Friday, August 28, 2009

I’m officially OLD.

At the risk of annoying the vast legions of knitters who are young at heart – last week I officially landed in the “old” category.

Old = you no longer have children.

The two people I’ve birthed are officially adult
s. Therefore: I’m old.

Granted, Matthew will probably be forever somewhere between 3 – 10 years old, mentally, and in spite of the difficulties involved it still brings joy to my heart to see how excited he gets over things that most adults will simply sniff at. We’ll never lack for excitement on Christmas Eve in this household! Nor will we get much sleep that night...

Since Matthew and Rachel were born on consecutive days the third week of August tends to become Birthday Week, a no holds-barred extravaganza of parental indulgence. Sort of.

We went to the County Fair. Matthew will ride anything and everything and I went on most of them with him, but I completely refused to go on the ferris wheel
and that horrible carousel swing ride (I’m terrified of heights) and after eating “fair food” we also nixed the ride that is really nothing more than a giant barf factory centrifuge.

Of course I had to check out the hand-craft exhibition – loved the quilts, but was a wee bit disappointed with the number of knitted/crocheted items displayed – a tiny fraction of the quilts. The winners were beautiful but it was a mere handful compared to previous years I’d seen. Every time I go to the fair I vow to submit something the following year… perhaps next year?

Over the weekend we went to Discovery Kingdom (locals will remember this as Marine World) and went on some seriously extreme rides.

I do love me those roller coasters, even the hundred feet high upside down twisty things, but still nixed that darned carousel swing. {{Shudder}}.

I also refused to go on any of the coasters that went backwards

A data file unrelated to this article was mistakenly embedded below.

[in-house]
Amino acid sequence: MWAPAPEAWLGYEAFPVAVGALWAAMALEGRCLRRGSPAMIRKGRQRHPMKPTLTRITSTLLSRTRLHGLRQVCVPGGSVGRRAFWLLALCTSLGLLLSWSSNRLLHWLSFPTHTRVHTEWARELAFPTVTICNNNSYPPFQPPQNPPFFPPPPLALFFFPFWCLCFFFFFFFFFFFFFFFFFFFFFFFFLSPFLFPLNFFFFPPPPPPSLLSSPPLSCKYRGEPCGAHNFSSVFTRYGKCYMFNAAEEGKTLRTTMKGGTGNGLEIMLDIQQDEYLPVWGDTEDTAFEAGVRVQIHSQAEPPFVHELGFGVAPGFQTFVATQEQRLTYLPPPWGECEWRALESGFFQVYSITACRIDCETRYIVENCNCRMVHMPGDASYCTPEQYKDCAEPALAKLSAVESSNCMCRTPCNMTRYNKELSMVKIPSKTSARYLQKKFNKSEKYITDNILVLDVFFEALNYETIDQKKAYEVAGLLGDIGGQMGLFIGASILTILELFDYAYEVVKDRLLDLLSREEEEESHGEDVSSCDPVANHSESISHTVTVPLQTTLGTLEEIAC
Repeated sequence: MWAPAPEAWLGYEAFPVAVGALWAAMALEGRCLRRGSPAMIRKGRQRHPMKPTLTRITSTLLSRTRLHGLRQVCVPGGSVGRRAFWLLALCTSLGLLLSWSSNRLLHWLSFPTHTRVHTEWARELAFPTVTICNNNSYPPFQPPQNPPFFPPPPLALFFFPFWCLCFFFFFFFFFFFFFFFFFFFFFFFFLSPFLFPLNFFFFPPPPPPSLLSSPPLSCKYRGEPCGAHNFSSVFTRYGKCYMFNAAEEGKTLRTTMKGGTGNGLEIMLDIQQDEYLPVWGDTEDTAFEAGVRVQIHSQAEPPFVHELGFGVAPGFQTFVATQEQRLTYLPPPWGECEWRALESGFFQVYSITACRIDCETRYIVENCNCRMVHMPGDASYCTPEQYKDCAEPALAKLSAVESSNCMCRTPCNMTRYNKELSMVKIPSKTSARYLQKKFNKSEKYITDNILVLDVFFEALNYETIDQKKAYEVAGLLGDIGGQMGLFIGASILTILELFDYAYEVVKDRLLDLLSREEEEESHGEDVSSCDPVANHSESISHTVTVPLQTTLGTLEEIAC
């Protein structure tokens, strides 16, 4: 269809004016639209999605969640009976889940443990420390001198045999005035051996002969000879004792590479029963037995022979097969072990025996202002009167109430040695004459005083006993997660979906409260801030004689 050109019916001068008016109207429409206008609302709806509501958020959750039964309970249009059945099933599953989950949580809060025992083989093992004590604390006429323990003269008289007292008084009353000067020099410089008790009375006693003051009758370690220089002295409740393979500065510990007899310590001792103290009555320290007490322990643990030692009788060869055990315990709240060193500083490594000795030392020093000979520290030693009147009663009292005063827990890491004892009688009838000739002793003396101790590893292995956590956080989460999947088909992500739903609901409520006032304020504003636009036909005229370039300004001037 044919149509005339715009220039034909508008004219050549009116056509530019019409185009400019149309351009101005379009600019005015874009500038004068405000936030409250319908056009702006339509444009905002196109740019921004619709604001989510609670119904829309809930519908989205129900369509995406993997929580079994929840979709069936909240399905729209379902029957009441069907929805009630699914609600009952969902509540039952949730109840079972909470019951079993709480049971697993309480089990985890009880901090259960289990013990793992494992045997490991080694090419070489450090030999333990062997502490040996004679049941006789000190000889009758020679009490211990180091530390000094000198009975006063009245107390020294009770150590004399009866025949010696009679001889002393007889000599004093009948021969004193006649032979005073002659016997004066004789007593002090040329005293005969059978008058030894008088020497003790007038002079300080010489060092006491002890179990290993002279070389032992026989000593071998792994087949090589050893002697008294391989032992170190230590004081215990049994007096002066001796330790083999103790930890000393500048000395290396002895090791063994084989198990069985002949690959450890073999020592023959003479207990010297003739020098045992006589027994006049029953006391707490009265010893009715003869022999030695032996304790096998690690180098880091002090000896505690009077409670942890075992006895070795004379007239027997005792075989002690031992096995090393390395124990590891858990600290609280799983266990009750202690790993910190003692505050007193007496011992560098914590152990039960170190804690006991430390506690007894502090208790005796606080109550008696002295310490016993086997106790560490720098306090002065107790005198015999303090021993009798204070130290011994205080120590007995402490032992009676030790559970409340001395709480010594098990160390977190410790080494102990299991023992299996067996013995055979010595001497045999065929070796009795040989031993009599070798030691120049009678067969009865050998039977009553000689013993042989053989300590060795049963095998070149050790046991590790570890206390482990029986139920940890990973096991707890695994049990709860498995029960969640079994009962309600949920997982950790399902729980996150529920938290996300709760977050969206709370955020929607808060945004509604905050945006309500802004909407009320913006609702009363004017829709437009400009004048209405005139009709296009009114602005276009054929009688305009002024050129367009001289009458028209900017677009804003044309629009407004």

– if I can’t see where I’m gonna die, I’m Not Going!

I took my current sock in progress but upon pulling out my WIP on the ride to Vallejo I found my KnitPicks circular needle cable broken right at the join. DH (what a love!) even stopped at the Michaels on the way so I could look for a replacement needle – alas, Michaels doesn’t acknowledge needle sizes below a US size 4.

On the upside, with a nothing-ventured-nothing-gained hope, I asked at Discovery Kingdom’s guest services and was really happy to find out they had passes for disabled guests so we were able to bypass the few long lines and use the elevators to get to and from the rides. No waiting = no knitting. We still get (unfortunately) the glares for skipping lines – no one sees Matt going up and down stairs and has no idea how difficult it is on him and us – and that is always an unhappy situation. Matt looks just fine on level ground, but put a even a simple curb in the way and it become a whole 'nother story. Make it a dozen steps - yikes - lets just say one missed bleacher step got me a broken nose when Matt was fifteen years old and thirty pounds lighter...!

Sadly I discovered after our visit to to Discovery Kingdom that my cursed ginormous insteps wouldn’t fit the size I'd chosen for Queen Of Beads.... Splat – frogged!

While I wait for my KnitPicks replacement needle(s) and recover from my tragic visit to the frog pond, I’ve returned to my Hey Teach! Cardigan.